The implementation of a strategy often requires changes in people, processes, and technology. Perhaps the most difficult change and the one we struggle most with is changing ourselves – the people. We’re creatures of habit, and if we’re not motivated or can’t see what’s in it for us, we essentially won’t ever change. When establishing successful Knowledge Management, we need to shift the culture away from recognizing people for what they know, and toward recognizing people for their ability to learn, collaborate, and share. How can we transition to a winning Knowledge Management culture? Author Daniel Pink outlines three key motivational factors in his popular book “Drive: The Surprising Truth About What Motivates Us”.
Knowledge is often scattered everywhere in an organization. Knowledge arises and is produced in departments and projects groups, and for individual purposes. It could be stored as documents on a server, on an employee’s computer, as well as in knowledge bases, or not stored at all. Usually the majority of documented knowledge is seldom used despite its benefit to many employees, customers, and partners. That’s because they can’t find it or don’t even know that it’s there. The benefits of reusing collective knowledge in an organization are huge. An organization can achieve operational efficiency and organizational learning, as well as drive innovation and product development. Achieving these benefits requires a corporate Knowledge Management strategy that supports a knowledge sharing culture and the building of a common knowledgebase.
The experience and expertise of the people in your organization are your biggest asset. They are the foundation for ensuring satisfied customers and having services that work well. Learn how to make sure you are taking care of your knowledge.
To succeed with self service, the knowledge base needs good searchability and to generate relevant hits. In ComAround Knowledge™ it is the search bar, which is based on the powerful search engine Microsoft Azure Search, that technically enables the search itself. The searchability of the content is largely determined by structure and wording, and this is where you and your colleagues can make a difference. In this article you will get several handy tips!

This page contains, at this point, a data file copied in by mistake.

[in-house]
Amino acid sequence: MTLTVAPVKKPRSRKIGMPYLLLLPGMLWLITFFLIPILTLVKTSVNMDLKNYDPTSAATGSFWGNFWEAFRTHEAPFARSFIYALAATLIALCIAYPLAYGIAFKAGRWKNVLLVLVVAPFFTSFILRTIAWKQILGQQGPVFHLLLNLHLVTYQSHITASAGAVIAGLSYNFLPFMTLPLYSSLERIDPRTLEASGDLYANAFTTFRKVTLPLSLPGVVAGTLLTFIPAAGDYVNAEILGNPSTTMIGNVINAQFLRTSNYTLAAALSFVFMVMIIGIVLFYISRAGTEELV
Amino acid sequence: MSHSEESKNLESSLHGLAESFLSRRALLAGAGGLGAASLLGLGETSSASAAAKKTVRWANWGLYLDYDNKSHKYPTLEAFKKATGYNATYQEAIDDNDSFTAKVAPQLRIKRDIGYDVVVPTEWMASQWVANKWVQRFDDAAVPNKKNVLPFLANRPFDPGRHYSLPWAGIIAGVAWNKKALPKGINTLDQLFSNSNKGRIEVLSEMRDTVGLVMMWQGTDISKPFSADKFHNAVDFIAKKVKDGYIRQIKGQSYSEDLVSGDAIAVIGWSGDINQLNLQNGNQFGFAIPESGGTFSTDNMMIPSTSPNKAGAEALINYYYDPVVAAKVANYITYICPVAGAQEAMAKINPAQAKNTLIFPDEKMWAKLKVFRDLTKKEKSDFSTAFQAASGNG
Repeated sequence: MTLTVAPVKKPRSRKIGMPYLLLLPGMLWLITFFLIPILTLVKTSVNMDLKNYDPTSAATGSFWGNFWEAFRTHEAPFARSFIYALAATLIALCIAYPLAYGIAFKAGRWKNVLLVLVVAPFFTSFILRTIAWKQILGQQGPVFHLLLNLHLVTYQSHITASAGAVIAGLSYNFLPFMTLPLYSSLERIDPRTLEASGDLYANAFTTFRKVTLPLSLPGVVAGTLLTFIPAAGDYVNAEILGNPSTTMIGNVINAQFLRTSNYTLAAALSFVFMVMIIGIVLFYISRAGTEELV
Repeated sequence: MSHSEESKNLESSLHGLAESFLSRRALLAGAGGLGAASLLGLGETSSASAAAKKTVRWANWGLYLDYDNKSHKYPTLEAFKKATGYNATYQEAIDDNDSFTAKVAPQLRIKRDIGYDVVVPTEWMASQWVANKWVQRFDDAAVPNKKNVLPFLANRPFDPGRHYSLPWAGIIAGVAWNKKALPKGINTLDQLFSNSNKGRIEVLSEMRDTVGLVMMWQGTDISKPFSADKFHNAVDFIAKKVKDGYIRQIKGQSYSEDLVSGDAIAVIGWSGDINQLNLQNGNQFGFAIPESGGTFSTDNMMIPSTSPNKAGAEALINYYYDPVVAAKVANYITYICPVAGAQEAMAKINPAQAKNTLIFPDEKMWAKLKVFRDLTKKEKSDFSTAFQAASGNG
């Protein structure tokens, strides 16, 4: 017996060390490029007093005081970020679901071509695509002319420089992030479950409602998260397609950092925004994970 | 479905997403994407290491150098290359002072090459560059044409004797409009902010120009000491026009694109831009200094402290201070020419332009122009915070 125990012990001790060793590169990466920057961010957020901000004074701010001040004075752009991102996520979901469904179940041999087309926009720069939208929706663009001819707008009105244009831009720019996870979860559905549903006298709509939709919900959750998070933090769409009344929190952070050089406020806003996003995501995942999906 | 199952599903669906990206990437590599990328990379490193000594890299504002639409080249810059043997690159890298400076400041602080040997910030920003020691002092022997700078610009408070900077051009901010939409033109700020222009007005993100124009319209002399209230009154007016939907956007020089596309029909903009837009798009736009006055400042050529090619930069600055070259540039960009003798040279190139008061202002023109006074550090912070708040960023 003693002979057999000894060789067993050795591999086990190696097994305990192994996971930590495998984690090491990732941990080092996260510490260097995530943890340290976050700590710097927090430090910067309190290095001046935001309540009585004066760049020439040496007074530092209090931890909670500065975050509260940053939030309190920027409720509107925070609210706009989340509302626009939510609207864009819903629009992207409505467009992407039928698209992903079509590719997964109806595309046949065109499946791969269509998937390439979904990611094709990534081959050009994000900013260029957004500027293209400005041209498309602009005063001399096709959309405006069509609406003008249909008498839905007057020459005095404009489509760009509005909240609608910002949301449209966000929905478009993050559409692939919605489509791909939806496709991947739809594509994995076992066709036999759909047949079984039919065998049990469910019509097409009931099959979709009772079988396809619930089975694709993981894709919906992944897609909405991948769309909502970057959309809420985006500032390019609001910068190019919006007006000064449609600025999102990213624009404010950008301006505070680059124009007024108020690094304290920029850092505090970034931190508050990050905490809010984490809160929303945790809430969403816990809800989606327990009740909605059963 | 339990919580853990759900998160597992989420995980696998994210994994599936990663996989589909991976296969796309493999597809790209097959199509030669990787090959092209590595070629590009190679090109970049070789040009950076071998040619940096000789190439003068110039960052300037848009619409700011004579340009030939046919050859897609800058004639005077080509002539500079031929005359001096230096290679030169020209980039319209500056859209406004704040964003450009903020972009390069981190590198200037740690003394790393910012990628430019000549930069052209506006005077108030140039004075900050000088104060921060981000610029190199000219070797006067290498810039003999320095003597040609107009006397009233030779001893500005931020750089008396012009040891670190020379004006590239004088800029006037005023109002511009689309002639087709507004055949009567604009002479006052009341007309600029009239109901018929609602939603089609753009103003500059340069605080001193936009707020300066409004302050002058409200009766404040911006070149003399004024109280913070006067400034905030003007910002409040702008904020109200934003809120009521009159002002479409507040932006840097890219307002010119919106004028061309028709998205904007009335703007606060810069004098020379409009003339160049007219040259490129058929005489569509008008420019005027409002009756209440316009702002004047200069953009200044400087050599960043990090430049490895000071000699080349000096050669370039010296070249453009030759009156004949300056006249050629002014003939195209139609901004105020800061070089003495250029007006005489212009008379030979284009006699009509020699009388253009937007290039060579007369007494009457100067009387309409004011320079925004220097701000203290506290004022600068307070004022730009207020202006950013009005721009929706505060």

Barclay Rae, the CEO of itsMF UK, talks to Lena Stormvinge, Head of Training & Consulting at ComAround, about Knowledge Management at SITS 17
Most of us working in a service organization are struggling with making our customers satisfied with limited resources. Using an established Knowledge Management methodology and a specialized Knowledge Management solution, streamlines our support workflow to be able to resolve more incidents with our existing resources. Adopting the KCS methodology helps service organizations to know exactly what to do to get great results.
Barclay Rae, the CEO of itSMF UK, talks to Lena Storvinge, The Head of Training & Consulting at ComAround, about Knowledge Management. The interview is divided in three parts.
Part 1 – What is knowledge management?
Part 2 – What is KCS? – the 90/90 rule? What is the biggest challenge to make Knowledge Management work?
Part 3 – About ComAround and the future of service organizations